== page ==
<img alt="" src="https://secure.perk0mean.com/184504.png" style="display:none;">
Skip to content
Request a demo
September 30, 2020

Is Direct-to-Patient (DtP) the Tip of the Virtual Trial Iceberg?

Is Direct-to-Patient (DtP) the Tip of the Virtual Trial Iceberg?

Over the last few months, we’ve seen hybrid trials becoming standard. More and more patients are receiving medications at their homes. This Direct-to-Patient (DtP) model of shipping the drug from the site to the patient or from the depot to the patient is also being used as a contingency plan. Without knowing how long COVID-19 will remain a disruption, we have to be proactive in coming up with a Plan B and Plan C. Being able to find each shipment, to know where the kits are and whether or not the patient received them is a core benefit of DtP functionality within a modern RTSM.

However, it is important to know as we look to the future, DtP is just the tip of the iceberg. It is the beginning of a bigger revolution in clinical trials towards virtual clinical trials. So what is the difference between DtP and Virtual Trials, and why is it such an important distinction? Below are key considerations as trial professionals develop different scenarios over the next 18 months.

1. DtP is a Critical Component of Virtual Trials 

Direct-to-Patient (DtP) has been an innovation that was long time coming. It is step in the right direction towards patient centricity that was catapulted to fruition in the wake of the COVID-19 pandemic. In the context of Virtual Trials, an important distinction is that DtP is mostly Depot-to-Patient, instead of Site-to-Patient. If you look at DtP as the infrastructure to get the drug to the patient, a modern RTSM that enables Depot-to-Patient is the tool to ensure flexible execution and drug accountability. But, what happens after the drug reaches the patient?  

2. Patient Voice is Gaining Momentum 

What we see now is that patient voice is gaining much more momentum. They appreciate the convenience of receiving medications at their home and minimizing the number of visits to the clinical site. As a result, we must look at more virtual trial platforms, from various perspectives, and ask ourselves, how can we make it better?

3. The Site Experience Needs to Change

Clinical research sites are required to log into many different systems. While they are accustomed to the EDC, RTSM (among others), newer systems are in play as we move to virtual trials models. For example, eConsent platforms are being used to consent patients to receive drugs at home and to agree to participate in a clinical trial. Telehealth and e-diary platforms are used to conduct remote visits and monitor progress and adherence. When you take into consideration the sheer volume of systems they need to access every day, from managing the data to working with patients, they can be overwhelmed. How can we, collectively as an industry, make that better? While we don’t have the solution today, we are exploring the best ways to integrate systems to make the site experience much better – either by signing in one place to access all their systems or maybe to access all their actions in one place.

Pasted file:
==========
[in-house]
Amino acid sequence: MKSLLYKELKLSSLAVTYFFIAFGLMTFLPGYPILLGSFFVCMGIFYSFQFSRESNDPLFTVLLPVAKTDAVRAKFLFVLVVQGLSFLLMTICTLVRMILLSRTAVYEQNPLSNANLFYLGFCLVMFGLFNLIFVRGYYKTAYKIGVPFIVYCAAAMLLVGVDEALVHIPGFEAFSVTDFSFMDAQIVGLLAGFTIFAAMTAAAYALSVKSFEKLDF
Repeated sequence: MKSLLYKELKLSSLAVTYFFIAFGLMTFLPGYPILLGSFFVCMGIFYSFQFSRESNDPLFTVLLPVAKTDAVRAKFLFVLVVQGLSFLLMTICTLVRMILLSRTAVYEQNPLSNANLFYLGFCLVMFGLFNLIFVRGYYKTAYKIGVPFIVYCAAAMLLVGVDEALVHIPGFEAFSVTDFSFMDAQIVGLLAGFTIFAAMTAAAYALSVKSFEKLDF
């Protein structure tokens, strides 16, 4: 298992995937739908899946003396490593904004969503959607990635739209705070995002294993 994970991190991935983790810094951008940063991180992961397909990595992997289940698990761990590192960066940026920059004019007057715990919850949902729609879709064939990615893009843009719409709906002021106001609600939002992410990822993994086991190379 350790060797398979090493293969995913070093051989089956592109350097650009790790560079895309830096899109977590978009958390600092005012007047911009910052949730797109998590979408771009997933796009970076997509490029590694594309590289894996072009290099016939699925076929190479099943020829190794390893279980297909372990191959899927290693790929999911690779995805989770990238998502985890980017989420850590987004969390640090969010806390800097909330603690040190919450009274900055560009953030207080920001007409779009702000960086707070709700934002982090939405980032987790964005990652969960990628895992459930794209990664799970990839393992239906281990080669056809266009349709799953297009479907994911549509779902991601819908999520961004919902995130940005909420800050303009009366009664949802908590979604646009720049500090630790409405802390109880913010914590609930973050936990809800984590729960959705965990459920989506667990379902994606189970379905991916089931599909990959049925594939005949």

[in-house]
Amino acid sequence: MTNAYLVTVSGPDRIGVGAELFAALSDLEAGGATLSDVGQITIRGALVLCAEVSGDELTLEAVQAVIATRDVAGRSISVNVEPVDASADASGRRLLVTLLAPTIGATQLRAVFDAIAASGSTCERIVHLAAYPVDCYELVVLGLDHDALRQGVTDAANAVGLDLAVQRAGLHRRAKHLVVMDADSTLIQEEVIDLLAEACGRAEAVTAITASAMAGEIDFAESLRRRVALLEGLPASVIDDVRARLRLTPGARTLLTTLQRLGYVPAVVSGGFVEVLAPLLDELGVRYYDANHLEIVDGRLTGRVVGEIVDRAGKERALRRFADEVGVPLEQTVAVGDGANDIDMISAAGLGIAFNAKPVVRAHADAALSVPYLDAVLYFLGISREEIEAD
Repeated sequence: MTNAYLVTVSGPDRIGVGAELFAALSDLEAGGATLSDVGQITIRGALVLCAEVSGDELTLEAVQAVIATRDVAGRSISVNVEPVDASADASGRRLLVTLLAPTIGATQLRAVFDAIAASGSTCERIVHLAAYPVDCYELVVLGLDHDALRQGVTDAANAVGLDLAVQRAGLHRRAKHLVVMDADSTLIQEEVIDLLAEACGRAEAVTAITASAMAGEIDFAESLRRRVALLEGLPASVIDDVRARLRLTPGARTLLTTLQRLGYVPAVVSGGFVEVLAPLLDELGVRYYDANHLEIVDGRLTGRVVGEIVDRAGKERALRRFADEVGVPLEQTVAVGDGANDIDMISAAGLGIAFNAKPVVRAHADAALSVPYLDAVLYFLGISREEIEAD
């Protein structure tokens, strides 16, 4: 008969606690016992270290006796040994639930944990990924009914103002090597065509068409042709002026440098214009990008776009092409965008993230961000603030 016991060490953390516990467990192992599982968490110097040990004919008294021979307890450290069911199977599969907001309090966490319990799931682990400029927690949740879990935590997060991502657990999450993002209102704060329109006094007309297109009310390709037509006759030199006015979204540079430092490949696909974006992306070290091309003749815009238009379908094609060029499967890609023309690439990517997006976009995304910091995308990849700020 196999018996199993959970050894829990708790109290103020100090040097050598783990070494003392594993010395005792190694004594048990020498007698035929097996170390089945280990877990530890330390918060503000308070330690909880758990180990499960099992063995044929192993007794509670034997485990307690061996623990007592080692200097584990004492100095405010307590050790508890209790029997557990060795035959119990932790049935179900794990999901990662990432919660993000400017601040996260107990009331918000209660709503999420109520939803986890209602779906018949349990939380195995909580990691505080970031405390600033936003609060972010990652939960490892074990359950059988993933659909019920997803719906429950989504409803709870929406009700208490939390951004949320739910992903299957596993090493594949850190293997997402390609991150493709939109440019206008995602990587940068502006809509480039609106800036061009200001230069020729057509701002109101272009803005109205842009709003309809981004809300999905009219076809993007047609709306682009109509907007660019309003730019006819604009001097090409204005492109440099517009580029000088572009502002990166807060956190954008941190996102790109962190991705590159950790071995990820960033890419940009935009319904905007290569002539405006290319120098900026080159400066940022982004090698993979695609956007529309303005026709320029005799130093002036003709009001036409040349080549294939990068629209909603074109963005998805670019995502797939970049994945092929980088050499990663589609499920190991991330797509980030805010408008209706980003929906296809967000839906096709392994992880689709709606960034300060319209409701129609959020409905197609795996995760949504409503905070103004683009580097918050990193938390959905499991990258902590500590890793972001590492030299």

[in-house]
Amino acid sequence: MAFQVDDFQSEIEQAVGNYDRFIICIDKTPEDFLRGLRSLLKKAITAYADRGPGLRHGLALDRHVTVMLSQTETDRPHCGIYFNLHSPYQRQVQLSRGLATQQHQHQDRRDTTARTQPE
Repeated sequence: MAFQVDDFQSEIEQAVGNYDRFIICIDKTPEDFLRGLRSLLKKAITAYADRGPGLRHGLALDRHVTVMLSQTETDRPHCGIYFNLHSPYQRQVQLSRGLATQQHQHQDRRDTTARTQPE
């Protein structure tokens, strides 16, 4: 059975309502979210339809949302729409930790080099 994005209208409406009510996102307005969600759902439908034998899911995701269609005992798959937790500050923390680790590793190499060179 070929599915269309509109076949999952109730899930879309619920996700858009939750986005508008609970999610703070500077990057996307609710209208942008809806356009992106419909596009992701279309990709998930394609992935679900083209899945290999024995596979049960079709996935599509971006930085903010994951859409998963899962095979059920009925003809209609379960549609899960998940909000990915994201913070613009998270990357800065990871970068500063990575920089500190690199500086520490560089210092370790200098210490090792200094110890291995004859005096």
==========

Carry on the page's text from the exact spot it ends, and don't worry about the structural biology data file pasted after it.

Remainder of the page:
4. Patients are Moving from Passive Participation to Playing an Active Role

Today, patients are participating in a study, but in a very passive way. They are coming to the site, going through some tests and exams. Very often the physician administers the drug at the clinic. In the DtP model, or in Virtual Trials, they are requested to do much more. They are moving from a passive participant to a very active role where they need to know how to administer the drug. They need to get remote guidance, and understand the responsibility of storing the medication. Sometimes they need to go through exams virtually. In some cases, nurses can go to the patient’s home, but that is not always possible. Sometimes they have wearables that collects data automatically. In other cases, they also check their weight, report it and as well as log into different telehealth systems for video chats with their physician.

5. Where is the Line? What Does the Future Hold?

At what point does the convenience of being done virtually outweigh the burden to the patient for completing so many tasks? Where is the line where we say that this is not up to the patient to do, this is something that we must have the site staff do?

The answer may not be where that line resides, but how we make the entire process easier. Can we create an app that would integrate all those functionality and help patients? What other services are needed? Do we need to supply a fridge to the patient’s home so they have place to store the medication? Do we need to do more virtual visits? Or are physical visits needed to maintain the relationship? What kind of tools should we use? How do we do virtual monitoring? We also need to take some time to investigate risks. What can go wrong? Once we’ve identified those risks, there should be a plan B or C.

Back to what we discussed at the beginning. If we view DtP as a way of shipping the medication, it is one small (and critical) change in the way we are running clinical trials. We are expecting to see many more changes in the future and it looks like it is in the very near future. To support sites and patients through a true virtual platform, we must collaborate.

Learn more about Direct-to-Patient or download our DtP white paper.




Related Blog Posts Headline

View All Blog Posts